Melissa Destiny

Wednesday, December 01, 2004

Chapter 1.1

“Despite my gifts at human conversation,” Suitcase said (Suitcase was Melissa’s ChauffaBot, affectionately known as “Suky”), “I feel I am unable to please you with regards to the subject of our most honourable President. I am both troubled by my inability to please you in this matter, and also troubled by what you have said about our honorable President. Can we talk about something else?”

It was night, and Suky had been relieved from driving. Due to his programming, Suky was unable to exceed the speed-limit, or to do various other human things, such as cut off fat-ass bastards in their fat-ass cars. Melissa had her foot all the way down on the gas and the little Jalapeno Sportlet she was driving was willing and eager to slip through skinny spaces between the big trucks and massive FAMVEEs on the road around her. The Houston Overway rose up to incredible heights at points, higher than almost all of the city’s buildings, and it seemed a shame to waste the moment on Suky’s stodgy, grandfatherly defensive driving. Technically it was possible to override the robot’s factory programming and teach it to really drive, except that such an upgrade would invalidate the robot’s warranty, which would invalidate Melissa’s liability insurance policy, and if her insurance were not up-to-date of course she could not legally drive, so it would all be too much of a hassle.
Melissa had been complaining to Suky about the President, which disoriented the poor robot. Suky’s programming enabled him to talk in only the most general, positive ways about politicians. About the President, Suky was programmed to say things like: “We should be very glad to have him at the driving wheel of the nation” or “He is very wise, and better yet he is surrounded by wise counselors. So much wisdom working together!” Melissa’s opinion of the administration was somewhat different. She knew that the robot didn’t approve of her opinions, and she felt a little guilty about upsetting him, but not very guilty. In a way maybe she even enjoyed speaking provocatively to the robot, putting him on the defensive.

“It’s pointless to talk to you,” Melissa said. “Nothing we talk about means anything to you. Your processors analyze the statement and match it to one of the 80 million pre-programmed responses that you know, and then you spit that back out at me, but you have no capacity to learn from what I’m saying or to meaningfully evaluate political talk.”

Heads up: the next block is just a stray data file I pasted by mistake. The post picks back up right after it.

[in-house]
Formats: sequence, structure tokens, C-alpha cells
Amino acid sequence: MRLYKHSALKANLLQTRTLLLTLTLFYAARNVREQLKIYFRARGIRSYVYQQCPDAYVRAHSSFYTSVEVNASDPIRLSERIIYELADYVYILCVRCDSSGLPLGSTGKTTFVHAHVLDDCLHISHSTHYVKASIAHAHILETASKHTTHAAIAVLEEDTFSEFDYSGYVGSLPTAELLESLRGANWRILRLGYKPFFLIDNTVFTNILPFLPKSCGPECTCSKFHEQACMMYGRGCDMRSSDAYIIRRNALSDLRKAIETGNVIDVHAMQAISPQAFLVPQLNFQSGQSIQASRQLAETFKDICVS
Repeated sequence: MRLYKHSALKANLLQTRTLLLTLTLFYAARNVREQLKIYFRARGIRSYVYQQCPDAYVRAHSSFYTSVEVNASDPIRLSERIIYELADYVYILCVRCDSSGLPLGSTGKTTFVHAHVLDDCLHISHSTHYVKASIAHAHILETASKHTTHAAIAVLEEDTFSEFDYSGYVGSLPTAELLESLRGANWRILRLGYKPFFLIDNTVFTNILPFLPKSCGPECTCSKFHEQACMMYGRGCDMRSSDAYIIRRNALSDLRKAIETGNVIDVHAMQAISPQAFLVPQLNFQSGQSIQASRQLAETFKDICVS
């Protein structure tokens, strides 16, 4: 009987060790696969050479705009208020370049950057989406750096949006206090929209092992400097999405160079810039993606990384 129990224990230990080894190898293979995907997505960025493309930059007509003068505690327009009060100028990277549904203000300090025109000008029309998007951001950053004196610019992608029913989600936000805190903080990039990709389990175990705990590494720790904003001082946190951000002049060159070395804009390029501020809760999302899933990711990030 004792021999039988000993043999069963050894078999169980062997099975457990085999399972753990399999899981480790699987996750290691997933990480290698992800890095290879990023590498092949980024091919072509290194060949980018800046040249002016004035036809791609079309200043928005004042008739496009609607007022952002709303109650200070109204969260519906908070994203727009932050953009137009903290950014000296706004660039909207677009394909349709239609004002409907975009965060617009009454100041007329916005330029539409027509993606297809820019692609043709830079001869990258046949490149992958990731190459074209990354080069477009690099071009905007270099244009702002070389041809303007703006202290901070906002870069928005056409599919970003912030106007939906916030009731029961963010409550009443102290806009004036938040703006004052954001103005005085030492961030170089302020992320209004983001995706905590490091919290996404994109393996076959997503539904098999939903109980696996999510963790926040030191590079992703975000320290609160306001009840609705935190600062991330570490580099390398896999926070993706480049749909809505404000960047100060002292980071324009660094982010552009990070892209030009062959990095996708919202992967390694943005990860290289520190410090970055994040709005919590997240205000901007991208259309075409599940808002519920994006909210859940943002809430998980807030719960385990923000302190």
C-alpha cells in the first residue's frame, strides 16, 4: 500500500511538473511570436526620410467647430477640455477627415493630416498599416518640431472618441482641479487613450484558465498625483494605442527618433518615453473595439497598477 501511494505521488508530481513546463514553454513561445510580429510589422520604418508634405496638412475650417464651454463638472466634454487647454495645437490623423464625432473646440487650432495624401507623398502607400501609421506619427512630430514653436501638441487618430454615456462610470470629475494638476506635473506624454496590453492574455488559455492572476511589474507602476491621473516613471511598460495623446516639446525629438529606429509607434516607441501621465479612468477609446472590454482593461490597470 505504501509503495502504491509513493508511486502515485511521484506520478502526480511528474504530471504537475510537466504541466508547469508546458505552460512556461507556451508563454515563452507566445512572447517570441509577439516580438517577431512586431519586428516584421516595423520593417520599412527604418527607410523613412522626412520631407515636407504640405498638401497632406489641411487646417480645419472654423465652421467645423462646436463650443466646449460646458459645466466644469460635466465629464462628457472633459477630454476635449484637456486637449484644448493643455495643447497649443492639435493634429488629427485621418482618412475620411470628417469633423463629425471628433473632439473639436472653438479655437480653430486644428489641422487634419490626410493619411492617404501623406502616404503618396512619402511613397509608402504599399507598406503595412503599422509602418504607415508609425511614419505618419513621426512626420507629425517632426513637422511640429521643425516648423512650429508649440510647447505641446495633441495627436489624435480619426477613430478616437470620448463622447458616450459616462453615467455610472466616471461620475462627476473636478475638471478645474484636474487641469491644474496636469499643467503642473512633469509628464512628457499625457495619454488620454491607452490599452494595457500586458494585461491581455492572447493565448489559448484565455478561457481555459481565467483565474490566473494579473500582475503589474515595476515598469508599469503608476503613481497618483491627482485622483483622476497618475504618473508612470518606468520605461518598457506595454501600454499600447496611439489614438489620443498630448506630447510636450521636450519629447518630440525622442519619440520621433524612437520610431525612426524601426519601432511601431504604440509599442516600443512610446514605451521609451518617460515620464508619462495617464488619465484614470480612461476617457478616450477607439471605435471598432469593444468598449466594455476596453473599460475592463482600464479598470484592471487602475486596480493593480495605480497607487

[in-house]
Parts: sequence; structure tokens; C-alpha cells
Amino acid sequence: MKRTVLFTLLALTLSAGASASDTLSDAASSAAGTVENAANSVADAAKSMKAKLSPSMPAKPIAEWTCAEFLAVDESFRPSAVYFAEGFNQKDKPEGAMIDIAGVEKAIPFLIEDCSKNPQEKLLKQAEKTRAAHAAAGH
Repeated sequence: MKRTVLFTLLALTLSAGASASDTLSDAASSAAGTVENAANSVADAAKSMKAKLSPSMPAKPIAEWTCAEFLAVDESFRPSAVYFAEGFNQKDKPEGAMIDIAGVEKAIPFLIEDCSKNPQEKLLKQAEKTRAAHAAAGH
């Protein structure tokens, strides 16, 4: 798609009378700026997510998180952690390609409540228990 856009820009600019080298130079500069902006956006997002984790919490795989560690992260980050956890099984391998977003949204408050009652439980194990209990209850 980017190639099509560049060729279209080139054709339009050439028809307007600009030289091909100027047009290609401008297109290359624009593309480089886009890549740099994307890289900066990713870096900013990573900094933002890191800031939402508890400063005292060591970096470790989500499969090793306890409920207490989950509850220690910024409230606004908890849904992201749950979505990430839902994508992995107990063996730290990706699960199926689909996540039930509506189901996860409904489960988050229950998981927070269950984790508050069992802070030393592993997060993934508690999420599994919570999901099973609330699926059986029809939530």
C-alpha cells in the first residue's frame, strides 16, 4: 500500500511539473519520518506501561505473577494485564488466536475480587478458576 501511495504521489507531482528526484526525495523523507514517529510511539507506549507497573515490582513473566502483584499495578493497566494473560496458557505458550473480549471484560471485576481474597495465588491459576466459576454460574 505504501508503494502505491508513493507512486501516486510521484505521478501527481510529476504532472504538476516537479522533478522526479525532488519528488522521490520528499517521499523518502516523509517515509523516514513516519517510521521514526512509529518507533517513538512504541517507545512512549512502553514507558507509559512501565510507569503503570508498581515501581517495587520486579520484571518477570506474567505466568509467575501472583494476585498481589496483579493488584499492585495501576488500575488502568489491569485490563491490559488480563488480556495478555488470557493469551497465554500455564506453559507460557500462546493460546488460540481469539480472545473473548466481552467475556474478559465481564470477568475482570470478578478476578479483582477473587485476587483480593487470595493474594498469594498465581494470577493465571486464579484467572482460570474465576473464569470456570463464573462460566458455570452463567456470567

“I have 4 billion pre-programmed responses now, thanks to my automatic self-updating feature, with 3 billion more responses scheduled to be added by June. These responses are crafted by conversational scientists who understand what sort of gaps can lead to uncomfortable pauses. The design-team do not feel that extensive political knowledge would be a practical possibility in a robot, because the rapidly evolving nature of political opinion would mean my political knowledge would have to be constantly updated or my ideas would become old-fashioned. You wouldn’t want me to have the political opinions of an ‘old fogey’ or some sort of boring dad.”

“What you don’t understand,” said Melissa, as she honked several times at a FAMVEE that was honking at her, “is that the President is a dumb nationalistic war-monger. For one-tenth of the price of the war in Africa, or less probably, we could donate enough food and medical supplies to the African people that most of them over there would stop being angry with us, and then the people that don’t like us wouldn’t be able to recruit people to their army. I don’t want us to kill so many Africans. There’s nothing so awful about their religion anyway; lots of Americans think equally stupid things.”

“Giving so much food and medicine to Africa sounds like a good idea, Melissa, but it would also make the rebel countries stronger. It would not be wise to make them stronger while we are fighting with them. When the war is over, we will help them improve their countries. The President loves the people of Africa; our policies are designed to help them.”

“I wish the Rainbow Peace Party would put forth a better candidate,” Melissa said. “I don’t know why people think it’s so important to choose a realistic candidate. What is it about war that makes it so realistic? I think peace is realistic too.”

“Peace is beautiful Melissa. Peace is like a pillow in the shape of a cloud. But we can’t afford to always have our heads in the clouds. We can’t afford to sleep through the danger.”

“Which one of your conversational scientists came up with that line? It sounds like part of a poem. Is it a quote from something?”

“I don’t know,” said Suky. “Would you like me to look it up on Google for you?”

“Hmm. Umm. . .” Melissa was momentarily distracted as she shot across three lanes of traffic and took an exit-ramp, pushing the brake all the way down to the floor to avoid flying off the exit-ramp as it cork-screwed down to the city below them. “Maybe later; right now maybe you could navigate. I think we’re almost there. . .”



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